In the case of Equal Employment Opportunity Commission (EEOC) v. Flambeau, Inc., the US District Court for the Western District of Wisconsin decided that Flambeau was not overstepping any boundaries by creating a wellness requirement for their voluntary health plan. This case highlights what information employers are able to require from employees in order to participate in the company’s health plan. This could be completing a Health Risk Assessment (HRA) or a biometric screening test.
Flambeau is a Wisconsin-based plastic manufacturing company. The company is subject to the Americans with Disabilities Act (ADA). Flambeau offers its employees various employee benefits, one of which is a health plan. The plan is self-funded and is administered by United Medical Resources.
In October of 2010, Flambeau created a wellness program for employees that chose to enroll in the health plan for the 2011 benefit year. The wellness program had two components: an HRA and a biometric test. The HRA required each participant to complete a questionnaire about his or her medical history, diet, mental and social health and job satisfaction. The biometric testing included height and weight measurements, a blood pressure test and a blood draw.
Flambeau used the HRA and biometric screening as a tool for underwriting risks, classifying risks and administering the risks. Flambeau chose to make the wellness program mandatory for employees to qualify for the health plan in 2012.
This case arose when Dale Arnold, an employee of Flambeau who participated in the benefit plan for the 2011 plan year, failed to complete the assessment by the established deadline for the 2012 plan year. Consequently, Flambeau discontinued Arnold’s insurance. Flambeau gave Arnold the option of paying the COBRA rate for continued coverage through 2012, but Arnold declined because he thought the insurance under the defendant’s benefit plan was too expensive without the subsidy.
Soon after losing his coverage, Arnold filed a union grievance, a complaint with the Department of Labor (DOL) and a complaint with the EEOC. After discussions with the DOL, Flambeau agreed to reinstate Arnold’s insurance if Arnold completed the plan’s required testing and assessment and made his premium contributions. When Arnold agreed, his insurance was reinstated retroactive to January 1, 2012.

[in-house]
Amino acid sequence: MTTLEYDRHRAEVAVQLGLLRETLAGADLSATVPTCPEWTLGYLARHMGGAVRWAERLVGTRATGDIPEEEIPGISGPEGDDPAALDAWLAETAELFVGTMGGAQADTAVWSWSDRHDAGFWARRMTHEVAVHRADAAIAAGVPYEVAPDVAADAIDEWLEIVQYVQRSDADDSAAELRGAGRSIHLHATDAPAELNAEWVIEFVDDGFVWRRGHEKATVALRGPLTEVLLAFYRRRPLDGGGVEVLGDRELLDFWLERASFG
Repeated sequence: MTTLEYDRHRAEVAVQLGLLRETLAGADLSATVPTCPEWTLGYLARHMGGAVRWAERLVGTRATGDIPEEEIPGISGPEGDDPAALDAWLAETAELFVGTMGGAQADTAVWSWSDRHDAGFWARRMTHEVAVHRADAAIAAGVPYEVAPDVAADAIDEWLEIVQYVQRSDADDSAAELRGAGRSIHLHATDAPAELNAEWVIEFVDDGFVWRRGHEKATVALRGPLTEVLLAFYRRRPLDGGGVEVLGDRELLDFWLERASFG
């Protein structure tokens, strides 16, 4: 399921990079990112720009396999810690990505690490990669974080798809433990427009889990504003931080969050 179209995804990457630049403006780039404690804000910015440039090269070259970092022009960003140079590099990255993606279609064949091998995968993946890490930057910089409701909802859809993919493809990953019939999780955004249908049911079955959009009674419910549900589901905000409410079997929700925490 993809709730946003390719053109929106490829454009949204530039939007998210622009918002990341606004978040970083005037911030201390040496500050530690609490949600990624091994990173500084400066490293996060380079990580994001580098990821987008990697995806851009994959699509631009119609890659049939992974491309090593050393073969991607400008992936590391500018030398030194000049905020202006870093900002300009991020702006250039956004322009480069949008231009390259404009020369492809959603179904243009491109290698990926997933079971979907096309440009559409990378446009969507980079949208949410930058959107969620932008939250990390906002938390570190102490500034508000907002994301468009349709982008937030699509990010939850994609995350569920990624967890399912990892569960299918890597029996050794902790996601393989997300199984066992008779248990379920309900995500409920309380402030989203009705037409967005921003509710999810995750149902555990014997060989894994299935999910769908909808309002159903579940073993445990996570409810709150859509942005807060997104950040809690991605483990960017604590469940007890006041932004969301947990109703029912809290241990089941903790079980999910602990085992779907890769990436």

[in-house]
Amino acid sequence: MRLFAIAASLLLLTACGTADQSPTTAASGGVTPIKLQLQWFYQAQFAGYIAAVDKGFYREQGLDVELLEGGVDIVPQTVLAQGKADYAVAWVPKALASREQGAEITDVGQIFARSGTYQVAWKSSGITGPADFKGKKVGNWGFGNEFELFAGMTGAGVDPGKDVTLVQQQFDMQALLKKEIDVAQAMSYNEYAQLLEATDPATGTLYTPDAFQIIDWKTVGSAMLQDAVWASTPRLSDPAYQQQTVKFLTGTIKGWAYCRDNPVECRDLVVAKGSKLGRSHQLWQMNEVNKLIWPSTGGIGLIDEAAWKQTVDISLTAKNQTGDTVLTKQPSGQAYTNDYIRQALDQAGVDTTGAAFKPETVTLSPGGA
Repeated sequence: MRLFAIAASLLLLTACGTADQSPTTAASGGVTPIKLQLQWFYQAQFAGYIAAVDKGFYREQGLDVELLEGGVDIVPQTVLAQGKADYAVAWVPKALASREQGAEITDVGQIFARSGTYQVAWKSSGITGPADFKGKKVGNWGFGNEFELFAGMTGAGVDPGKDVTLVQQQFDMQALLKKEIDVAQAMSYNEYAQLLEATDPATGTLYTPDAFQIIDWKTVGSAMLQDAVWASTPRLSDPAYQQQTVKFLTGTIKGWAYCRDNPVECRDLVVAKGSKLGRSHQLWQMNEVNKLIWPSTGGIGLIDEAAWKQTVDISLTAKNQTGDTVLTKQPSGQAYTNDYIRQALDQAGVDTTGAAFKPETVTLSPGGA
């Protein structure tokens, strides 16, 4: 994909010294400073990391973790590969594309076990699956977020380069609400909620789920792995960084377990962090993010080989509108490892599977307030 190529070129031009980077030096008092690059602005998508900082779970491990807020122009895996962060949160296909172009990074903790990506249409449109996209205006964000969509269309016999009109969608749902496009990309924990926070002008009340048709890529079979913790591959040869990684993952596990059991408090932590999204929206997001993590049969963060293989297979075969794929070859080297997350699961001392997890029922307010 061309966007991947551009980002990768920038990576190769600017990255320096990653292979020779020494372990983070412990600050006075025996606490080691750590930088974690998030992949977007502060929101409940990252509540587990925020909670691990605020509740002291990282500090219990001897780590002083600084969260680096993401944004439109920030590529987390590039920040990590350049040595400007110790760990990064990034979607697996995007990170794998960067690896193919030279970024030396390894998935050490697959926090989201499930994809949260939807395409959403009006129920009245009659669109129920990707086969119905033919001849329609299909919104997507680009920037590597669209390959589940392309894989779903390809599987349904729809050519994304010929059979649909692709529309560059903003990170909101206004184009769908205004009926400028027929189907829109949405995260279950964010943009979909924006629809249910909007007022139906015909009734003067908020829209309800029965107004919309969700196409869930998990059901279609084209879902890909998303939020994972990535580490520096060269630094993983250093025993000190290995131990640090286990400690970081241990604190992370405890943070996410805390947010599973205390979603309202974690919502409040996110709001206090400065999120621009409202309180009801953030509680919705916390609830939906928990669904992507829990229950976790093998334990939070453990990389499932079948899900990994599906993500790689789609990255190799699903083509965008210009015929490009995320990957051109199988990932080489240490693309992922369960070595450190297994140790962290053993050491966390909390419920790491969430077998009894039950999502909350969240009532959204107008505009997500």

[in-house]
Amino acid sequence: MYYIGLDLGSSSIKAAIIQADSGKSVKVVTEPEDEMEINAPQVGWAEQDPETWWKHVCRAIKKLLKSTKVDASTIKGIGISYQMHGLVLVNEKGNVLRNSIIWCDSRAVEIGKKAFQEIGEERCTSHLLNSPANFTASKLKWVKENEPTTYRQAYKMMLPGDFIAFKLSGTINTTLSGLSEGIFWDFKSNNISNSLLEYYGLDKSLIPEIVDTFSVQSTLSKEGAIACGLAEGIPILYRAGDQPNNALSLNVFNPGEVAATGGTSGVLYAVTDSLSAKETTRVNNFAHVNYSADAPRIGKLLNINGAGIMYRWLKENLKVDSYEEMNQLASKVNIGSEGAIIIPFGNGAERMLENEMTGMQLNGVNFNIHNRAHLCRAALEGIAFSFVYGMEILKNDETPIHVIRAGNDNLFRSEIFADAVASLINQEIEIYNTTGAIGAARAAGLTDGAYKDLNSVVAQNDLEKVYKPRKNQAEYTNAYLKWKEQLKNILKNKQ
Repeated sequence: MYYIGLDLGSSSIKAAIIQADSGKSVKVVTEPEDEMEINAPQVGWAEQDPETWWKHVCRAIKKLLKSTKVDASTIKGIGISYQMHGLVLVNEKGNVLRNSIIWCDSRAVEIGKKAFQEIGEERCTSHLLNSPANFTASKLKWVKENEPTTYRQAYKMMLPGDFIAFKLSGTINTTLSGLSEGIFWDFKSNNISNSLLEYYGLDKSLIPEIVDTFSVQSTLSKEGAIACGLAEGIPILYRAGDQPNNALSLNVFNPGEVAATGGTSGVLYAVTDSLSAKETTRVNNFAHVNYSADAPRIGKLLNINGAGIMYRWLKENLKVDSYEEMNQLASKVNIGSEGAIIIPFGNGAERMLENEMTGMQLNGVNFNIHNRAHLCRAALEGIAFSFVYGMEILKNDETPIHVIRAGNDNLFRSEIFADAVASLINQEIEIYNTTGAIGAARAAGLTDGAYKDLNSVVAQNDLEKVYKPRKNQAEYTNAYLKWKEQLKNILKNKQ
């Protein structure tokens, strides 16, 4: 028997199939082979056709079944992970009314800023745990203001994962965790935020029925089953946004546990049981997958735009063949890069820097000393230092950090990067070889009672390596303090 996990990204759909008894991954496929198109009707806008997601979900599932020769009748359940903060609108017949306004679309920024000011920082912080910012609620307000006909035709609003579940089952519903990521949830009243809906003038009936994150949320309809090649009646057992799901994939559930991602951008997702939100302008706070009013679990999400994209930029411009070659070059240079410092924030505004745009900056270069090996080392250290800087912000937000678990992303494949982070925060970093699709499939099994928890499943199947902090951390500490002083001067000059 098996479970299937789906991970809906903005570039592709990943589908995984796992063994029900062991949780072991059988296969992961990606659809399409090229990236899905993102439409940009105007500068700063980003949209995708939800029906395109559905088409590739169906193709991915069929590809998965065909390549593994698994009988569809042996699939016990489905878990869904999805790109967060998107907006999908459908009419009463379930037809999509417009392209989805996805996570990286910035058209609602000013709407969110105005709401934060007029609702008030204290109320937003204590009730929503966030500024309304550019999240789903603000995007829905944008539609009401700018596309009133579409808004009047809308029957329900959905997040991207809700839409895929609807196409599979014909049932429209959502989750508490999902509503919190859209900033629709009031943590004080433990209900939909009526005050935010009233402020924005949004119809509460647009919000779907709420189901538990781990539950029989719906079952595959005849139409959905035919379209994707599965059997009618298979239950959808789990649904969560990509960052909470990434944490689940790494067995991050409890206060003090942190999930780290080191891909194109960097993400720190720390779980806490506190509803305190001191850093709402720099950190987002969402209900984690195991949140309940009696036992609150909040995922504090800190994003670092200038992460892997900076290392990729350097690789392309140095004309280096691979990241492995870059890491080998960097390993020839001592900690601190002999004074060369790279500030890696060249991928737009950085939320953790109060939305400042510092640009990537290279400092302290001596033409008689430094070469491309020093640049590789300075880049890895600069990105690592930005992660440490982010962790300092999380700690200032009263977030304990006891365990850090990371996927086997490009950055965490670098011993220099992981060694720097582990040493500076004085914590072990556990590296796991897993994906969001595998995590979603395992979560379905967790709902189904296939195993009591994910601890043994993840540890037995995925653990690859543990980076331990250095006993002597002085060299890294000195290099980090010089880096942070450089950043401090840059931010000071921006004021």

Despite the compromise reached by Arnold, the DOL and Flambeau, the EEOC filed a lawsuit on Arnold’s behalf, asserting that the plan’s testing requirement violated the ADA’s ban on employer mandated medical examinations. The ADA provides that a covered entity shall not require a medical examination unless such examination is shown to be job-related and consistent with business necessity. The EEOC viewed Flambeau as violating the ADA by requiring its employees to complete the wellness program’s HRA and biometric screening tests before they could enroll in defendant’s health benefit plan.
Flambeau responded with the argument that its practice of conditioning enrollment in its benefit plan on completion of the wellness program is protected by a safe harbor in the ADA that provides that the ADA shall not be construed to prohibit or restrict an employer from establishing or administering the terms of a bona fide benefit plan that are based on underwriting risks, classifying risks, or administering such risks.
The court agreed with Flambeau, stating that the wellness program requirement is protected by the safe harbor terms. The wellness program requirement was intended to assist Flambeau with underwriting, classifying and administering risks associated with the plan. The wellness program was a term of Flambeau’s benefit plan because the plan terms disclosed that employees were required to complete the wellness program before they could enroll in the plan. The wellness program requirement was also based on underwriting risks, classifying risks, or administering risks associated with the insurance plan.
EEOC v. Flambeau, Inc. is important because it is a rejection of how the EEOC reads the ADA benefit plan safe harbor. If it is upheld on appeal, the Flambeau decision will help employers with a proactive wellness culture.
Even with this decision, employers still need to be careful of nondiscrimination and wellness rules under the Health Insurance Portability and Accountability Act (HIPAA) and under the Genetic Information Nondiscrimination Act that apply to employer health plans. Certain wellness programs are also subject to regulations under both HIPAA and health care reform, which limit financial incentives to 30 percent of the premiums.